"Dreams feel real while we're in them. It's only when we wake up that we realize something was actually strange." -Inception

Monday, January 31, 2011

The King's Speech heads towards a sweep

The Director's Guild Winners

Best Feature Film: Tom Hooper for The King's Speech
Best Documentary: Charles Ferguson for Inside Job

The Screen Actor's Guild Winners

Female Actor in a Leading Role: Natalie Portman for Black Swan
Male Actor in a Leading Role: Colin Firth for The King's Speech
Female Actor in a Supporting Role: Melissa Leo for The Fighter
Male Actor in a Supporting Role: Christian Bale for The Fighter
Ensemble Cast in a Motion Picture: The King's Speech
Stunt Ensemble in a Motion Picture: Inception

And there it is. The final nail in the coffin.  The King's Speech won big over this past weekend taking the DGA for Tom Hooper and the SAG for Colin Firth and an ensemble win for its cast.  I'm sure that the film is great and worthy of its accolades but I just don't get it.  In a film year that contains amazing work like The Social Network, Inception and Black Swan, how can The King's Speech take it all?  The evidence is becoming pretty hard to ignore.  Until early January, The Social Network was sweeping the critics awards with Inception putting in a respectable performance for the technical awards and The Fighter cleaning up on the supporting actors awards.  I was fine with that.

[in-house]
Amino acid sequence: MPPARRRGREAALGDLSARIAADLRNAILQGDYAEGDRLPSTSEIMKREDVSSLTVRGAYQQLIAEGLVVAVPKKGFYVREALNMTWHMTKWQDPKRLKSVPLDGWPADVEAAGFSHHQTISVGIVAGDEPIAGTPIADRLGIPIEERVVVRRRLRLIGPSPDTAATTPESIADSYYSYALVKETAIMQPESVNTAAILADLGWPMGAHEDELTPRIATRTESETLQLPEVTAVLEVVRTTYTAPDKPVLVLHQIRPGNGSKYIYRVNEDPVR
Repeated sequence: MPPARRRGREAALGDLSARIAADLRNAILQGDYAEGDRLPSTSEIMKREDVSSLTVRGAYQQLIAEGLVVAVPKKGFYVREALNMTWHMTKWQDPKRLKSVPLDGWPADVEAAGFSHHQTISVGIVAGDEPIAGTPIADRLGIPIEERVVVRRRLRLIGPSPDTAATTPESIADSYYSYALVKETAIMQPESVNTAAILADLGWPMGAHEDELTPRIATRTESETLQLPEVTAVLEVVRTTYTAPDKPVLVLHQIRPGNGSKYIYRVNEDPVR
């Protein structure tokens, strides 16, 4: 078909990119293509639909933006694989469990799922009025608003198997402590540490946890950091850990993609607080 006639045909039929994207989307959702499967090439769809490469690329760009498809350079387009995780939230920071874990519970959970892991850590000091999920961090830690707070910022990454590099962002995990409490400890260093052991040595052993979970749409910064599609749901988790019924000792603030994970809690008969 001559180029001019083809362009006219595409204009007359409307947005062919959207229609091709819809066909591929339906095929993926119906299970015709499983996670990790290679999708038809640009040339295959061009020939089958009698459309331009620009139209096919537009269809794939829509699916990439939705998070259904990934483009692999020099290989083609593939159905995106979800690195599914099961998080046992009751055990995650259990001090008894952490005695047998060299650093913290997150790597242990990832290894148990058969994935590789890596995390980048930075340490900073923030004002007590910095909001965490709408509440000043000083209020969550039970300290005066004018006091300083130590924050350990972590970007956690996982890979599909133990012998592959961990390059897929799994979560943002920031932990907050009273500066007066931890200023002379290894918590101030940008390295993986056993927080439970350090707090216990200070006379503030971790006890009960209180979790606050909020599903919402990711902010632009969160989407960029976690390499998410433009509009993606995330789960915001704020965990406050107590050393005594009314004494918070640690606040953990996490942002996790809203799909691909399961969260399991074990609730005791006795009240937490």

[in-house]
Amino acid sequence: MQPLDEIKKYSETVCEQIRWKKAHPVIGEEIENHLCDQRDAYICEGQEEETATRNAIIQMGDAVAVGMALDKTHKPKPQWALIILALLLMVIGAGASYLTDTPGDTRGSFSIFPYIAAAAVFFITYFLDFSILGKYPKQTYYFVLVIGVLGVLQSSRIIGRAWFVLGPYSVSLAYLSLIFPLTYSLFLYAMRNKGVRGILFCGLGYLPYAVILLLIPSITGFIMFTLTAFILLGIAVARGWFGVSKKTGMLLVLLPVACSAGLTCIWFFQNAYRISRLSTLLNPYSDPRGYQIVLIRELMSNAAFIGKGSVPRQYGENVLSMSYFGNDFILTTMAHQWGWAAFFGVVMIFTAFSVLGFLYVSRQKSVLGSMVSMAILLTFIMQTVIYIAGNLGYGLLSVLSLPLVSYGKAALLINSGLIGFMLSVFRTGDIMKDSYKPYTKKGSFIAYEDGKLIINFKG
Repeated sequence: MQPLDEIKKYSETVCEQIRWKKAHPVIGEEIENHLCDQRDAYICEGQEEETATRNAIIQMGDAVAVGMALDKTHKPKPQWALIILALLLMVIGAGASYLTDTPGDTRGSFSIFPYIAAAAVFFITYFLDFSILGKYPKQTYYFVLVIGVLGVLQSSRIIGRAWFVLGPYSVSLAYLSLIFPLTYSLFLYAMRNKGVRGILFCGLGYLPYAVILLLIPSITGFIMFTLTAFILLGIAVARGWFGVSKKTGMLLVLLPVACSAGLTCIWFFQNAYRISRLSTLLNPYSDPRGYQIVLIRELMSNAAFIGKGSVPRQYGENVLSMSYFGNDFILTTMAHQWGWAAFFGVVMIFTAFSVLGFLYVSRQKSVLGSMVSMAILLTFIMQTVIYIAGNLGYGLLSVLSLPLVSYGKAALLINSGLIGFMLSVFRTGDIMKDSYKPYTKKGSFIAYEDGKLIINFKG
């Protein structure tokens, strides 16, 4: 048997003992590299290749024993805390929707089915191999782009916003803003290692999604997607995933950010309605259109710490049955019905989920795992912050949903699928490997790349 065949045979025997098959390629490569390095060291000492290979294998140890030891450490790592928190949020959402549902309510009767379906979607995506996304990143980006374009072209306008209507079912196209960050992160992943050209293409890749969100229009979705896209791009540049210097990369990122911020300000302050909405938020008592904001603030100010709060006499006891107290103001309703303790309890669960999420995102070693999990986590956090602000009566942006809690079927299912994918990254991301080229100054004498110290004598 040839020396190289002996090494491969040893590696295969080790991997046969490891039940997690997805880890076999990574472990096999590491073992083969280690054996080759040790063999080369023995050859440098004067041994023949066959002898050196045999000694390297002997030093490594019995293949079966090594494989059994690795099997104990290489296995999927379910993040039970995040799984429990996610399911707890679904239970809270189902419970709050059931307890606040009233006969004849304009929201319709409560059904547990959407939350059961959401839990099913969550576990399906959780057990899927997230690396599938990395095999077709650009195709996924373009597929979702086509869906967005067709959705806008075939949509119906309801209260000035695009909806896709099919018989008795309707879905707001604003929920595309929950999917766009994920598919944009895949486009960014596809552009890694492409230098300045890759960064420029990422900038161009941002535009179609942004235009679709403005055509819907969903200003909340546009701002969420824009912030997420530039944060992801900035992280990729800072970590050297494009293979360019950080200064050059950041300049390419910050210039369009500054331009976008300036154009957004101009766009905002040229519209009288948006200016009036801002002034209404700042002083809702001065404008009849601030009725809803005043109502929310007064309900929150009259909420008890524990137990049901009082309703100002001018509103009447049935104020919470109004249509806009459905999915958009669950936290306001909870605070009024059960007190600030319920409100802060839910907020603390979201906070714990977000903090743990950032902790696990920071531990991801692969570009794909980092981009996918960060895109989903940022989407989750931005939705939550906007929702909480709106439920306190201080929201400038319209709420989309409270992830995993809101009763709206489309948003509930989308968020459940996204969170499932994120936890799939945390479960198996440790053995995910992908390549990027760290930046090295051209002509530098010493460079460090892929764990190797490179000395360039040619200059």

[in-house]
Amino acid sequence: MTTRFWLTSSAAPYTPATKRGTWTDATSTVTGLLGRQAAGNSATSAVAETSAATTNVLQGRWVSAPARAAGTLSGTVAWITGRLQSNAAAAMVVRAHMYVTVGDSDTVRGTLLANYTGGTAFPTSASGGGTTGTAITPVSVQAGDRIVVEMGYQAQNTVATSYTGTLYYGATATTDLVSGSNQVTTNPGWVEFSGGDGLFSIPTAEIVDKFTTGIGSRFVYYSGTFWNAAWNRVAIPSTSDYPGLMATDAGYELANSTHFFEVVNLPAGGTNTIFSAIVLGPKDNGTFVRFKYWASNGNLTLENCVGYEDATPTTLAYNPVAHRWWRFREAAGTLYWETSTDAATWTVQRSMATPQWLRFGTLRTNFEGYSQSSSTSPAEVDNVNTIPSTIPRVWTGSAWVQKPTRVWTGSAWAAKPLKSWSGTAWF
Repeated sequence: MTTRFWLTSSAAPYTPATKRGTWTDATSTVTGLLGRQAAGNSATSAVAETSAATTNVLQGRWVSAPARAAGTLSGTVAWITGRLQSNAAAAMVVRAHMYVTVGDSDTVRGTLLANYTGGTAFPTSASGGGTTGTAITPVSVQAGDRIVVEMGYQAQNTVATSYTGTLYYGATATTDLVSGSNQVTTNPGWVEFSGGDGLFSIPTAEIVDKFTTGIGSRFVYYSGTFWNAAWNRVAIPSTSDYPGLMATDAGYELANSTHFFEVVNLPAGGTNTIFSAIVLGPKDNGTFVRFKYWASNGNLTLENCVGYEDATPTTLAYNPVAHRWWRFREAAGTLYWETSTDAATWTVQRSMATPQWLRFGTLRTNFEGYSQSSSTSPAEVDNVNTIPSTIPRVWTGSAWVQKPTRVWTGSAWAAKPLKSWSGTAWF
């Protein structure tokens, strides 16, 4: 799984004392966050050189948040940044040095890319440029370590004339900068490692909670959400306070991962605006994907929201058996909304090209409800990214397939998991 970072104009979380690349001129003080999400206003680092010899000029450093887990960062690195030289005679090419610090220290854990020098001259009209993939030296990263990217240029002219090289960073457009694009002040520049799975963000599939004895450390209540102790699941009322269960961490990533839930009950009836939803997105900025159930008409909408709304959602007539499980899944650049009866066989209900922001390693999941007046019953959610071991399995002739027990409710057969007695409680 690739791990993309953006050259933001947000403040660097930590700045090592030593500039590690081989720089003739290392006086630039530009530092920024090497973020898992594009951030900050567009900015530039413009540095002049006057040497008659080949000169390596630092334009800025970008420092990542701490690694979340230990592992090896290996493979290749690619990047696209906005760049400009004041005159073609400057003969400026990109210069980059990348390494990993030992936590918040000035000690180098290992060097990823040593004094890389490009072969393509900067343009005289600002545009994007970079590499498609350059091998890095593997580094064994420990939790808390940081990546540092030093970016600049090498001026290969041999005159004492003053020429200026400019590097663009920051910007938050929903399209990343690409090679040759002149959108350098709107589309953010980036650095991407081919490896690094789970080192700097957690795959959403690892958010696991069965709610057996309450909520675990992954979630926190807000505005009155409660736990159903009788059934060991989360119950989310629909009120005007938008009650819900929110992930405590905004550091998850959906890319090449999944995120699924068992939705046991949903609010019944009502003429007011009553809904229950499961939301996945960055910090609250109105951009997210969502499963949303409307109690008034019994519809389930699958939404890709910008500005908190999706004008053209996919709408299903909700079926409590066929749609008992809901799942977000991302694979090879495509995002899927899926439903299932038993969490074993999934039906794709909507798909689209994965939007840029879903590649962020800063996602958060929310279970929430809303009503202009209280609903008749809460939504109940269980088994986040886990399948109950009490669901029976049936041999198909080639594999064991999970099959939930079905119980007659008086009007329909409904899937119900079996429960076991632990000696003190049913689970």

But since then, The King's Speech has quietly sneaked up all stolen all their thunder.  It doesn't hurt that the film's producer is Harvey Weinstein who is known for pulling off movie upsets like this with wins for Shakespeare in Love and Chicago.  It's true, sometimes the Best Picture of the year doesn't win the Oscar.  Oscar history is littered with films that didn't win the big one but since it seemed that in the past two years, the Academy has been daring and correct in awarding the right awards like Kathryn Bigelow making history by being the first woman director for The Hurt Locker or Geoffrey Fletcher as the first African-American screenwriter for Precious or Slumdog Millionaire winning Best Picture when part the movie was spoken in Hindi and the cast was completely non-American.  Therefore, it baffles my mind to see a step back for the Academy back to their safe ways of voting.  Of course, no awards have yet been handed out but they might as well be.  It is still long way off until February 27th and I, for one, will stubbornly continue to hope for The Social Network and Inception to make it after all.  A stupid gamble but one that I'm still willing to make.

ETA: That was the end of my piece.  But I read this article, The Reasons Why the Oscar Race is already Over, in Time by Richard Corliss and he sums up exactly what I'm feeling at this moment, I want to share it and his words with you.  

What's the matter, then, with The Social Network? Its pace is snappier, its IQ way higher, its ambitions greater, its subject more modern. It also believes there's no crying in a Facebook film. It doesn't give the audience a strong hero to root for. These are all attributes, not liabilities, in this movie — but not in a movie that wins Best Picture. The Social Network's Mark Zuckerberg might earn the envy of viewers, but Firth's George VI wins their sympathy. Like a lot of moviegoers, the Academy members go for heart over head, warm over cool. And in the race for the ultimate Oscar, given the choice of a film they respect and one they love, they'll take love every time.

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